Your dog has a big personality, and they're expressing it even when they sleeps.
You catch on to your dog's personality quirks and cues so well that you know exactly what that head nod or whimper means. A dog's body language is a window into their inner thoughts, and the more fluent you are in that silent form of communication, the stronger the bond you and your pup will have.
It's easy to know that a tail wag means they're happy and a whine means they're in some kind of distress, but did you know you can tell a lot about your dog's personality and state of mind based on their sleeping habits? These common dog sleeping positions may tell you something about your pup.
Common Dog Sleeping Positions
1. Crazy Legs
This sleeping position is sure to get you to giggle, and with four legs stretched to the sky, it's easy to think, "Is that even comfortable?" But "crazy legs" is a common sleeping position for dogs that are completely comfortable and confident in their environments. Laying on their back with their belly exposed is a sign of vulnerability and submission.
If your dog often sleeps on his back with his four legs stretched at crazy angles, he's telling you he trusts you and feels completely at home. Dogs who sleep with crazy legs are often independent and laid-back.
2. The Fuzzy Bagel
When your pooch tucks his paws beneath him and curls up so his head is resting on his tail, he's not impersonating your favorite breakfast food on purpose. What he's actually doing is conserving body heat and protecting his vital organs.
Your pup could be chilly or feeling apprehensive about a certain situation happening around him, but it's not a cause for concern. Adult dogs with naturally sweet dispositions often sleep all curled up and cuddle into their own personal donut..
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Is it a plane? Superman? Oh wait, it's just your dog sleeping in one of the most adorable ways possible. The Superman positions is when a dog sleeps on his stomach with all four limbs extended straight out. If it wasn't for the puddle of drool on your floor, it would look like he's soaring through the air off to save the day.
He may not be flying, but he is ready to lift off into action. From this position, it's easy for dogs to jump up to their feet at a moment's notice. You'll often see this splooting position--with a dog's back legs straight out-- in dogs napping or relaxing to lower their body temperature as opposed to settling down for the night. If you often catch your dog pulling a Superpup, he's probably full of energy and always ready to play.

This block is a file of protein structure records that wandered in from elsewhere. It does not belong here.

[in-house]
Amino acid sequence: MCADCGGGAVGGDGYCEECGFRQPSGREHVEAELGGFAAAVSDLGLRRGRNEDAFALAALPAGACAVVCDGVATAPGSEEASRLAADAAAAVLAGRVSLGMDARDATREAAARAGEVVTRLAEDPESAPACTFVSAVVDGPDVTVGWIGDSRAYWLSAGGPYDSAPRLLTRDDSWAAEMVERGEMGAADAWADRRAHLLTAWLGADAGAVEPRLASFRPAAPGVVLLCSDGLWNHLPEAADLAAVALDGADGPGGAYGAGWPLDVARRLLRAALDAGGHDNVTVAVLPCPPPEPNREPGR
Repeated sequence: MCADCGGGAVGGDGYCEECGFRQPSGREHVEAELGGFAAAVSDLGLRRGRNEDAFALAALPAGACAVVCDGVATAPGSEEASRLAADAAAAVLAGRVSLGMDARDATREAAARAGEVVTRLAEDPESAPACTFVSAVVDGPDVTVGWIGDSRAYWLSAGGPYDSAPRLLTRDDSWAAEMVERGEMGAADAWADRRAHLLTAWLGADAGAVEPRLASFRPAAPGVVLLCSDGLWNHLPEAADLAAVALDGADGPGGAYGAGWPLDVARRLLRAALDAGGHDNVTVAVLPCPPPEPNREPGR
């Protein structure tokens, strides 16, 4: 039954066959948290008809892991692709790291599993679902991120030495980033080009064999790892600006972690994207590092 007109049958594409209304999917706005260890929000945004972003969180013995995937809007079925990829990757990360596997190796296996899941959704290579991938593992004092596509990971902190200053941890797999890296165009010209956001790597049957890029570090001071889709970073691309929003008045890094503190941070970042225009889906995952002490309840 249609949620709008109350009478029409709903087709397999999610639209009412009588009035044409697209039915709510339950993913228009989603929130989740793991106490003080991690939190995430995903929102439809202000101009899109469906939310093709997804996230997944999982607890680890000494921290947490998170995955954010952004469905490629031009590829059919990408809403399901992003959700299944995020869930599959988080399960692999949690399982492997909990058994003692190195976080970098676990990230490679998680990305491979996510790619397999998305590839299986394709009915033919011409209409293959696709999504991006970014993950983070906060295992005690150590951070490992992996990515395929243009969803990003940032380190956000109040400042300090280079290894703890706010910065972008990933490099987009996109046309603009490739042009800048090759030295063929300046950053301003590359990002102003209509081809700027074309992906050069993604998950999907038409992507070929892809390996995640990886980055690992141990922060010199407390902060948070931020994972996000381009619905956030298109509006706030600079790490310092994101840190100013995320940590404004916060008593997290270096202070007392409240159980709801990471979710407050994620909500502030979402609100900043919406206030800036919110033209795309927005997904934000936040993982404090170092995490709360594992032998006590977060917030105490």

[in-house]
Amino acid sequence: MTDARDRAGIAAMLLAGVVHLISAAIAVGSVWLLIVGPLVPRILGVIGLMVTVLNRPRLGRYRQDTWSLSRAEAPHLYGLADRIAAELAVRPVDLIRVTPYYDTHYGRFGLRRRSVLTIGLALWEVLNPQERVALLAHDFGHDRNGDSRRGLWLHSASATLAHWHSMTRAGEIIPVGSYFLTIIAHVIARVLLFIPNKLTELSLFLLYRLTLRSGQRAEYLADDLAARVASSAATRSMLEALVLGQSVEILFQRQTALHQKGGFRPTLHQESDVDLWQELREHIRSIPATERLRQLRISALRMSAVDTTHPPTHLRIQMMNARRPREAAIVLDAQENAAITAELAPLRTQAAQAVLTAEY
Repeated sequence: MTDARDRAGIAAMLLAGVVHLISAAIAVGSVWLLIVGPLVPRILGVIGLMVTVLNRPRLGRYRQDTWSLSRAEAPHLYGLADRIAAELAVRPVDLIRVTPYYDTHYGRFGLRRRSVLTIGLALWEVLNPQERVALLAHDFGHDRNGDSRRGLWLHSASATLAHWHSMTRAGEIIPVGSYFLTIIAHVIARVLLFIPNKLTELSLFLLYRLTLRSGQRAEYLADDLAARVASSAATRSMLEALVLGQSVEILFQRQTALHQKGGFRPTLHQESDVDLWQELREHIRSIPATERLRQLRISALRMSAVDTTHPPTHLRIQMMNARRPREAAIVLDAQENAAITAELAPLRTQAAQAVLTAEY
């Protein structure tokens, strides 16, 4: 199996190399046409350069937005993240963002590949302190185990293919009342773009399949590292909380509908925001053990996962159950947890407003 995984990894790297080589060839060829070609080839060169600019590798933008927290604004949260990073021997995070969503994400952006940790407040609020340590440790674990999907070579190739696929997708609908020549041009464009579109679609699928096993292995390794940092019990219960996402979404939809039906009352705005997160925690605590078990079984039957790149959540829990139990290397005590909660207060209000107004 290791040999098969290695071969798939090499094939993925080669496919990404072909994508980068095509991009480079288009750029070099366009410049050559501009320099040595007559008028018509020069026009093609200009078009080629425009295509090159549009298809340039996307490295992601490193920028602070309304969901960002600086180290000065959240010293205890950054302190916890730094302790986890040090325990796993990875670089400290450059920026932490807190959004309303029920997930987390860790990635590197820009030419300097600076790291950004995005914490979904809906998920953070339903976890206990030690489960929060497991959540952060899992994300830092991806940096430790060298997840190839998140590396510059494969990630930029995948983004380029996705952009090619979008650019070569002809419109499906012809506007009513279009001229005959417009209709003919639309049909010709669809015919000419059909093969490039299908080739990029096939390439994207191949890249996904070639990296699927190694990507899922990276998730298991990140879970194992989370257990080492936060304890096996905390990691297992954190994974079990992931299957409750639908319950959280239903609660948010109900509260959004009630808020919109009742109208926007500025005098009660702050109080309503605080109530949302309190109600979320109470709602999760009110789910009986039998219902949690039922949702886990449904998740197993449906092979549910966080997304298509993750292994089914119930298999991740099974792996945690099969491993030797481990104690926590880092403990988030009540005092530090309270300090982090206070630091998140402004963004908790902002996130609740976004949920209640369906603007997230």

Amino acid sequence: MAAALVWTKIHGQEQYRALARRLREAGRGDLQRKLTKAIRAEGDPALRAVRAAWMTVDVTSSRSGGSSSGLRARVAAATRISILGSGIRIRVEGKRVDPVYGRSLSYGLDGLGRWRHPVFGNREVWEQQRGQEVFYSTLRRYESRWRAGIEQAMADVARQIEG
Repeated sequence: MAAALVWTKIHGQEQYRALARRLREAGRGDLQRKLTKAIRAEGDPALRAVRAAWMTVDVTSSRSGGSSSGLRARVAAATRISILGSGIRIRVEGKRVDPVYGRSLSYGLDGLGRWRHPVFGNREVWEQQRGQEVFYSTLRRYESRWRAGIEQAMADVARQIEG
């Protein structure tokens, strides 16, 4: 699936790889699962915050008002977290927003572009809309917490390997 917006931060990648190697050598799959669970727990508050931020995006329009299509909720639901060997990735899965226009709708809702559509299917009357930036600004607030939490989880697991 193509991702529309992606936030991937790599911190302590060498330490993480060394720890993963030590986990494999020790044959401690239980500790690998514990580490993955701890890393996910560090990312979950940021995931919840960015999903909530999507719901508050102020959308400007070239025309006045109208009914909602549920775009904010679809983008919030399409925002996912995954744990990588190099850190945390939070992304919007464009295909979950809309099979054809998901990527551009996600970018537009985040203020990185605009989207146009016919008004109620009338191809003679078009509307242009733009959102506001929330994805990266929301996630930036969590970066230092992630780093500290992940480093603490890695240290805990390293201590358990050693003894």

4. The Side Sleeper
Side sleeping is one of the most common dog sleeping positions, and it's considered to be a calm and rested position. A dog sleeping on his side has no worries on his mind and feels completely comfortable with both your presence and his surroundings.
A side sleeper is usually a generally happy and affectionate dog during their waking hours with high energy and a strong bond with their owner and family.
5. Tummy Time
When sleeping on their stomach, a dog's muscles are tense and contracted. This keeps them from drifting into a deep sleep and could mean they're stressed or otherwise uncomfortable. It could also mean, however, that your pup is a ball full of energy and would actually rather be playing than sleeping.
Tummy sleepers may be timid around new people or react negatively to unfamiliar situations, but they're also gentle and energetic when around their family.
Your pup may assume only one of the ways dogs sleep, but most often, dogs vary the way they sleep depending on their moods and comfort level. Whether its belly up in their dog bed, or they're a burrower into a pet parent's newly-fluffed couch pillows, their sleep position says a lot about them.
The next time your pup settles down for a snooze, his position may give you valuable insight to help you better understand his behavior and personality!
Does your dog nap in a weird place? Snap a picture and share with your Wide Open Pets Instagram!
This article was originally published May 8, 2019.
READ MORE: The 15 Most Intelligent Dog Breeds, According to a Psychologist
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